Wednesday, November 07, 2007

Paolo Bacigalupi on Magazine Marketing

I got these links from Lou Anders (I'll admit it; I don't try to read every single SF/F/H writer's blog anymore), and I agree with nearly everything Bacigalupi says. (Especially the bit about direct mail; the only thing that's comparable is telemarketing, which used to be a fantastic marketing channel before the financial services assholes poisoned the well for everyone.)

Part One: Why Are "the Big Three" Dying?
(Although, as both Sheila Williams and Gordon Van Gelder pointed out to me this past weekend, the big three are not actually dying, and just because the outside world only has one metric about the health of a magazine, it does not thereby follow that it is a good metric.)

Part Two: Marketing in Meatspace
(Mail mail mail. Test test test. And then mail some more.)

Part Three: Online Marketing
(Not the same old suggestions at all; Bacigalupi has some great ideas...whether or not they're actually feasible is another story, and only the people running the magazines could determine that.)

3 comments:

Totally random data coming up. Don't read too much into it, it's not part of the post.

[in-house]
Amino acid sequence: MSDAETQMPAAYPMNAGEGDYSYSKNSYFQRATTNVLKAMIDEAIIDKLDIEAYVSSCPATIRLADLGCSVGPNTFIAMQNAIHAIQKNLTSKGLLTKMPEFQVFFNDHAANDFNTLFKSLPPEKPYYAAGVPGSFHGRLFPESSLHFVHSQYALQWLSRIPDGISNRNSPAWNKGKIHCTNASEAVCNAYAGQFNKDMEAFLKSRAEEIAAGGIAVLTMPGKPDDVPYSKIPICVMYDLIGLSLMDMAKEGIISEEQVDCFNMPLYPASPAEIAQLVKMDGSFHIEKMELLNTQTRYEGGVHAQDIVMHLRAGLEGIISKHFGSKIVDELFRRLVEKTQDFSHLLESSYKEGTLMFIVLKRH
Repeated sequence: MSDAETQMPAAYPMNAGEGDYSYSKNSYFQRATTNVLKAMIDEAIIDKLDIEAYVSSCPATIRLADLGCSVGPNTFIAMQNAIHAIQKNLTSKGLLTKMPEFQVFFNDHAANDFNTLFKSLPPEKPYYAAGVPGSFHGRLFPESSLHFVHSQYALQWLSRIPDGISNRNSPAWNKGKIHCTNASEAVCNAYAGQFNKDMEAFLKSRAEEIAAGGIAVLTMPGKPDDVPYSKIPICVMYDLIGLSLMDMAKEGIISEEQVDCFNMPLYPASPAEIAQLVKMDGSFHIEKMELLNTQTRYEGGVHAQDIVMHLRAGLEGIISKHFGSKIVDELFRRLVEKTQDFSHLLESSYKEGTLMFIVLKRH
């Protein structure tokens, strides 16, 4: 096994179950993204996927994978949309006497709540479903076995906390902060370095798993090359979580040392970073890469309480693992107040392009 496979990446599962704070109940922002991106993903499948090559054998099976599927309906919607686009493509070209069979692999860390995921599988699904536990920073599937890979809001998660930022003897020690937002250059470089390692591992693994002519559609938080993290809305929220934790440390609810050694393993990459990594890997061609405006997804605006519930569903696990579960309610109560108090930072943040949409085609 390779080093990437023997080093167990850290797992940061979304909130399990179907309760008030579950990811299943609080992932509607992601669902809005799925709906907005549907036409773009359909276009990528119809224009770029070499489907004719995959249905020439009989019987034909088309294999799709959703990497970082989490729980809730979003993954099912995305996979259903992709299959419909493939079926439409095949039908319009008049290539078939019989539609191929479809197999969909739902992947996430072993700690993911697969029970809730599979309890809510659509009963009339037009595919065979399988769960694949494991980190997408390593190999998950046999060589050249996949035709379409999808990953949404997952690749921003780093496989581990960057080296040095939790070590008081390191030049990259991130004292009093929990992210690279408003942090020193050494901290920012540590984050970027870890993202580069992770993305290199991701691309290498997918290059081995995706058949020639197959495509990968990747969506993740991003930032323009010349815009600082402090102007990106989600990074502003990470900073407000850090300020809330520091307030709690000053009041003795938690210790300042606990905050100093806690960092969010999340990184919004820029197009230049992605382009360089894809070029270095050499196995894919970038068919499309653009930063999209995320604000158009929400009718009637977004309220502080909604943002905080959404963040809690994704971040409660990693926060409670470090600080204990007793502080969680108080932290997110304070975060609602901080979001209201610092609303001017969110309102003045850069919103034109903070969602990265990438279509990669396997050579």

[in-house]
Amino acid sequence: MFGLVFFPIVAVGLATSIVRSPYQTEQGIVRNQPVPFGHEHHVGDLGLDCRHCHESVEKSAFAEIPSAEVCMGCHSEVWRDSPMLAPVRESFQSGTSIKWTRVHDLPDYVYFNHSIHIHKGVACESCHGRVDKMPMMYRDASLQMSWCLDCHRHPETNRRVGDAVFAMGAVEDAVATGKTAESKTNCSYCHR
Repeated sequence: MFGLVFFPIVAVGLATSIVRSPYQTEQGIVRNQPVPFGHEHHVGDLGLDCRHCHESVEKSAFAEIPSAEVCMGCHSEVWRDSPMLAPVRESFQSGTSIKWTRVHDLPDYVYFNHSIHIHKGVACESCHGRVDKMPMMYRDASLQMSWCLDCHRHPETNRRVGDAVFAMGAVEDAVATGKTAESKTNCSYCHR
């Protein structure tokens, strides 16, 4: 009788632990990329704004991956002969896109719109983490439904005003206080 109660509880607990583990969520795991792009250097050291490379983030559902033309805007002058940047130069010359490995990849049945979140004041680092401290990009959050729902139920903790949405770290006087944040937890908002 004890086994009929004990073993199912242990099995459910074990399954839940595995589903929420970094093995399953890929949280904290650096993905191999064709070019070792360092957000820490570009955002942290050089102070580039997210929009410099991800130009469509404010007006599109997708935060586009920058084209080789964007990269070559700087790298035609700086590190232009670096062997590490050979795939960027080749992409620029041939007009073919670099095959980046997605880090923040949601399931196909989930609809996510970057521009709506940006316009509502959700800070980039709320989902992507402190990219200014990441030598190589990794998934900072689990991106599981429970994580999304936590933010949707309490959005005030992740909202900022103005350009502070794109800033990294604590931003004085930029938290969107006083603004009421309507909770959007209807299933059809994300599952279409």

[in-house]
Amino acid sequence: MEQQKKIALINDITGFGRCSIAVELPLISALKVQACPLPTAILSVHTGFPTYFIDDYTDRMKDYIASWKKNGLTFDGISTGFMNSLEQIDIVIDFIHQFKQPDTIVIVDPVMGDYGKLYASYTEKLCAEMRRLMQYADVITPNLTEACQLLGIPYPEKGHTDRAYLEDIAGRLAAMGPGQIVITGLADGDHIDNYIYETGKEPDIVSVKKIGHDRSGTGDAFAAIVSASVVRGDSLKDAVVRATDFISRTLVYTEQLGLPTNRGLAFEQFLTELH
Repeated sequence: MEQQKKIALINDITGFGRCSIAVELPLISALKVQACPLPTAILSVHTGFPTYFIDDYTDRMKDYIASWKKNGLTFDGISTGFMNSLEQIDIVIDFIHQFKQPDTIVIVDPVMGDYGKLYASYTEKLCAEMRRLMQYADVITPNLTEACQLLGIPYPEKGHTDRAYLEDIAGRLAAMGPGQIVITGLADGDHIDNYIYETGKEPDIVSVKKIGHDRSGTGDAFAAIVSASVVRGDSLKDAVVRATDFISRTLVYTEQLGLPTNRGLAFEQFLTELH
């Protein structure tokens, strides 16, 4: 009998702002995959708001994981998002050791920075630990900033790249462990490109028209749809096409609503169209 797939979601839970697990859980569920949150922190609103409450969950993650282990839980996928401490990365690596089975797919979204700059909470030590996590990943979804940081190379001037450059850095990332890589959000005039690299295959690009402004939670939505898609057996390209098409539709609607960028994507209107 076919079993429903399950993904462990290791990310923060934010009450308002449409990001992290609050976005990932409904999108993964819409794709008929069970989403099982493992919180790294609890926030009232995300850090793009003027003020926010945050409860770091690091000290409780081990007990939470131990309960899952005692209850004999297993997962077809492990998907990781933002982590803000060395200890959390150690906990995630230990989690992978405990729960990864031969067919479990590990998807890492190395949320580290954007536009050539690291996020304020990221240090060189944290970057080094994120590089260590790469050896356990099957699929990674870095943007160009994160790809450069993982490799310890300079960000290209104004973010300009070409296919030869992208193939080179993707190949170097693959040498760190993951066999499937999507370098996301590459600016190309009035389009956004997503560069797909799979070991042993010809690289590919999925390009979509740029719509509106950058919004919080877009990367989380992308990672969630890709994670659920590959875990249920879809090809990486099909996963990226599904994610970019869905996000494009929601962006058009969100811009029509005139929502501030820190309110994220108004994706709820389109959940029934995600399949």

Michael A. Burstein said...

Can you get into specifics as to what Sheila and Gordon said?

Dan Goodman said...

I think he's right about the problem of the magazines not doing their own direct mail ads -- for a reason other than what he gave.

I've gotten an ad from F&SF which was cleverly designed for appeal to people who love visual sci-fi and who don't want any of that literary crap. The ad had to be designed by someone who had no idea what the magazine was like.

Andrew Wheeler said...

Michael: They weren't horribly specific, though Gordon did mention (in public) that this last year would have been F&SF's most profitable since he took it over, if not for the huge postal increase.

Sheila had an interesting comparison: her division (which does Asimov's, Analog, and the two mystery magazines) is similar to a mass-market publisher that puts out forty books a year -- all of which sell twenty thousand or more copies. Put that way, it sounds very successful.

And there's the issue of how much of the peak circulation of the magazines was made up of cheap "stamp" subscriptions, which only became profitable on renewals.

All in all, I guess the point is that circulation is just one number -- all by itself, it doesn't necessarily mean anything.

Post a Comment